To whatever this debate might lead, march 18 clearly showed that people in Europe are angry about the authoritarian and neoliberal responses towards the crisis and that social injustice leads to uprisings and riots.

There has also been some confusion about Neonazis taking part in the protests and about an alleged attack on an accommodating for under-age refugees owned by the catholic NGO “Kolpingswerk”. The latter was a fake report. A commercial hotel from the “Kolpingswerk” was attacked and not the accommodation of the refugees that was close to it. This still might not have been a very smart action, but it does make a huge difference. Neonazis had announced to take part in the protest march, but they were chased away as soon as they were discovered. Blockupy has a clear anti-fascist and anti-racist stance.

Blockupy will continue to fight austerity, neoliberalism and capitalism, and announced that it may target other institutions responsible for these politics like the EU commission in Brussels or the German government in Berlin in future action days.

As the Syriza government is struggling to fulfill its promises, a European left movement becomes increasingly important. It needs to support Syriza’s claims, e.g. the claim that Germany should pay back its debts from World War 2, but on the other hand it also needs to put pressure on Syriza to fulfill its promises and it needs to promote self-organization from below because only then can we build an alternative to capitalism. The last point is not shared by all participants of Blockupy, but the anti-authoritarian network “Beyond Europe” that also mobilized for M18 is strongly promoting it.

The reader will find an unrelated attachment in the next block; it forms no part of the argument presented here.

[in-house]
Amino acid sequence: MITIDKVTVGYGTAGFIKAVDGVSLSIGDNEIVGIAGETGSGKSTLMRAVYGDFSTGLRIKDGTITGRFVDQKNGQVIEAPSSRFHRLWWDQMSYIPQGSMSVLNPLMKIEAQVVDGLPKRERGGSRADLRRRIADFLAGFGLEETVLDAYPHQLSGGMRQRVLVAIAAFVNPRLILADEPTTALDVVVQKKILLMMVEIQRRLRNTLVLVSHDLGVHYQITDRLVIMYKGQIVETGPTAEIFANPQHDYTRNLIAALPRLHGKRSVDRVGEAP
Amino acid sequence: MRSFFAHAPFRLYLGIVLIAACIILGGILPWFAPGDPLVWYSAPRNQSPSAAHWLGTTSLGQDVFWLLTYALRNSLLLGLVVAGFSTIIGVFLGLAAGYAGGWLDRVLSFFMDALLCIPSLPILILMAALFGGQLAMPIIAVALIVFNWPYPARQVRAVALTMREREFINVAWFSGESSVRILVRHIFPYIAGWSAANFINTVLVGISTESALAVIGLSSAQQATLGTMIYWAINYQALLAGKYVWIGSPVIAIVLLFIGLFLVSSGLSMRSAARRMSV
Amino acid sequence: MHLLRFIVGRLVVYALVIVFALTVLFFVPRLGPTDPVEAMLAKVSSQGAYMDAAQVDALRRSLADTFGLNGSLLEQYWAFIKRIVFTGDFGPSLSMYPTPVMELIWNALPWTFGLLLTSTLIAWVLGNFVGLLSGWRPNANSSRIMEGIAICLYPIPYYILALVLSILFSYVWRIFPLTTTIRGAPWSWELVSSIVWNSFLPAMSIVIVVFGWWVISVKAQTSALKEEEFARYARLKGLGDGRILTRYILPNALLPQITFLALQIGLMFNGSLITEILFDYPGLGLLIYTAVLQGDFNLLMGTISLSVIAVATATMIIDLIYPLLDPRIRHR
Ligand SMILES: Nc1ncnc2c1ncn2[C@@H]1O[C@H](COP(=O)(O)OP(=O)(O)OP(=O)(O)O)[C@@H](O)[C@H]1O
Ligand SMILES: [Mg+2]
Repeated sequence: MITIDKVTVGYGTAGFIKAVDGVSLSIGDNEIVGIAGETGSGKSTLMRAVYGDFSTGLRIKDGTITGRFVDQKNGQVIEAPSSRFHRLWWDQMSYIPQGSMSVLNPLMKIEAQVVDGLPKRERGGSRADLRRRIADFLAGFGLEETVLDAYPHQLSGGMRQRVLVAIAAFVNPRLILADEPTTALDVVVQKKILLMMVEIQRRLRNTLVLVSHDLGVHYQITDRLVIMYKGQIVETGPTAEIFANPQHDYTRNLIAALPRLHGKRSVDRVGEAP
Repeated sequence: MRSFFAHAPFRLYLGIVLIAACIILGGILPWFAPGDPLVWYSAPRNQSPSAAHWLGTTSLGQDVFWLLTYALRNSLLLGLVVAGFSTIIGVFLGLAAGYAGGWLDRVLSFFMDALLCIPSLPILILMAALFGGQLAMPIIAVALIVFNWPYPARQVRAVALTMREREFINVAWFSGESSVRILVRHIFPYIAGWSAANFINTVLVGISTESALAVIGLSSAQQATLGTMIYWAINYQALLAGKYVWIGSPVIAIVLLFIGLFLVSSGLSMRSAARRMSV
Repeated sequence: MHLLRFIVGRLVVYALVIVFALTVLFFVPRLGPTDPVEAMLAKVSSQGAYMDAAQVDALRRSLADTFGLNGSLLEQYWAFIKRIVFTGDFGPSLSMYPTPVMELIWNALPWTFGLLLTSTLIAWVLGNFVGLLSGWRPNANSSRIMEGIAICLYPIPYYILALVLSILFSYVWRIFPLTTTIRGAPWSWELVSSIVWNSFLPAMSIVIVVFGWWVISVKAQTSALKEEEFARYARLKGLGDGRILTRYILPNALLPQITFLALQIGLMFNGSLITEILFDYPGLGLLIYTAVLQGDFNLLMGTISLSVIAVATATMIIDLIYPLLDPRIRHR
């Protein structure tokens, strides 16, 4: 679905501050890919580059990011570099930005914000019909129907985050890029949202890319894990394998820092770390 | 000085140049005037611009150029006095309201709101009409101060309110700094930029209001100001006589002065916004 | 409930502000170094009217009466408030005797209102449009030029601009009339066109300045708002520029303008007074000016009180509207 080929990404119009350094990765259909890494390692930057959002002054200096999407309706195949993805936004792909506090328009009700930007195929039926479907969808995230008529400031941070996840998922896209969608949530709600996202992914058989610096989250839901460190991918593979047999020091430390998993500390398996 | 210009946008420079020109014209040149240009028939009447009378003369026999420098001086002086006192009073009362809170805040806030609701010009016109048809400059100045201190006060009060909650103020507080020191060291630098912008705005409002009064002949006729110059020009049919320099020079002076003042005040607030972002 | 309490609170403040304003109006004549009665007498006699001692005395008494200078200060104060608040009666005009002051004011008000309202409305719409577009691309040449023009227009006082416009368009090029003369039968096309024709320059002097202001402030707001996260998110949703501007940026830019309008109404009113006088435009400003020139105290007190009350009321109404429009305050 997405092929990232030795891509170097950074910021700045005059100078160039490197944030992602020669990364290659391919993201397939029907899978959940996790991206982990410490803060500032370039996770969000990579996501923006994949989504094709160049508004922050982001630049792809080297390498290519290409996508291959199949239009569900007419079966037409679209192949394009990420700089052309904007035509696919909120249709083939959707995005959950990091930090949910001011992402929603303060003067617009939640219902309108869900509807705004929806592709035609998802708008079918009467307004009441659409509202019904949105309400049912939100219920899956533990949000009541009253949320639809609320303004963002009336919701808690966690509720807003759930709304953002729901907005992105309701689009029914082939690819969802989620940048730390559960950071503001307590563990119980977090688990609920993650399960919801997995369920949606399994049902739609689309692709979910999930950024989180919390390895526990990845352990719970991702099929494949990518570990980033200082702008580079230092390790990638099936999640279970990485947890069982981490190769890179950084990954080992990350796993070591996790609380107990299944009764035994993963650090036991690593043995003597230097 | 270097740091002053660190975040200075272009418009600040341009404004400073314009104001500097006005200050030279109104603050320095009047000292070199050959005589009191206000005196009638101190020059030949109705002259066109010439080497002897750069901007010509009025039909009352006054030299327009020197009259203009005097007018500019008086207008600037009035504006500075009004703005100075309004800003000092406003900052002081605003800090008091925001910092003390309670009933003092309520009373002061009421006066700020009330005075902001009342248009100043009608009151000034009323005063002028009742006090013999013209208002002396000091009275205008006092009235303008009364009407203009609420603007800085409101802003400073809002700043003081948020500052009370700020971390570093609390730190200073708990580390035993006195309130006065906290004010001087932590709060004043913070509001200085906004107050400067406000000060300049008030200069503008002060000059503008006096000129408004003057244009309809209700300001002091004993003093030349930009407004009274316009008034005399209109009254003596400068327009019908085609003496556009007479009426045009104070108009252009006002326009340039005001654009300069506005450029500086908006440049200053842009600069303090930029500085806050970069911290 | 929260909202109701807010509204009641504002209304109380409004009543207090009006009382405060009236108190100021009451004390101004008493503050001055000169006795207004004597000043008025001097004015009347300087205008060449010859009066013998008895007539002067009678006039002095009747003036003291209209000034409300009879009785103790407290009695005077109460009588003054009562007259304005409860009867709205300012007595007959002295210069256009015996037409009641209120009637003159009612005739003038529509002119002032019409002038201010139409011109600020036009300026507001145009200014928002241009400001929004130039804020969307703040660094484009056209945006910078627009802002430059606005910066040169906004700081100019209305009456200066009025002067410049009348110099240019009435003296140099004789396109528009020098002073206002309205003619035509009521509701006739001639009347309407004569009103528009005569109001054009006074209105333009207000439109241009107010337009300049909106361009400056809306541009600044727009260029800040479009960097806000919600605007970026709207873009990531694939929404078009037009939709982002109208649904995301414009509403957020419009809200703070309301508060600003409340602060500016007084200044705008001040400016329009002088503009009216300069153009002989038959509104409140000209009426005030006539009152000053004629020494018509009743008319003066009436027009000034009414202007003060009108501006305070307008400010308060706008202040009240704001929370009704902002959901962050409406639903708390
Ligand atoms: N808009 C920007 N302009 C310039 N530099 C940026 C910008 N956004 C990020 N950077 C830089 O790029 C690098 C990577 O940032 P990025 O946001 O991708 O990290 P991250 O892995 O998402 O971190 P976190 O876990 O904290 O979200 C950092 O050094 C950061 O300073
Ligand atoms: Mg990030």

The situation of the European left might be strengthened again in December with the elections in Spain where Podemos has good chances.

The Blockupy homepage (also available in English):

The campaign page “Free Fede” (the comerade imprisoned during the protests) on Facebook:

2Hesse is the German regional state in which Frankfurt is located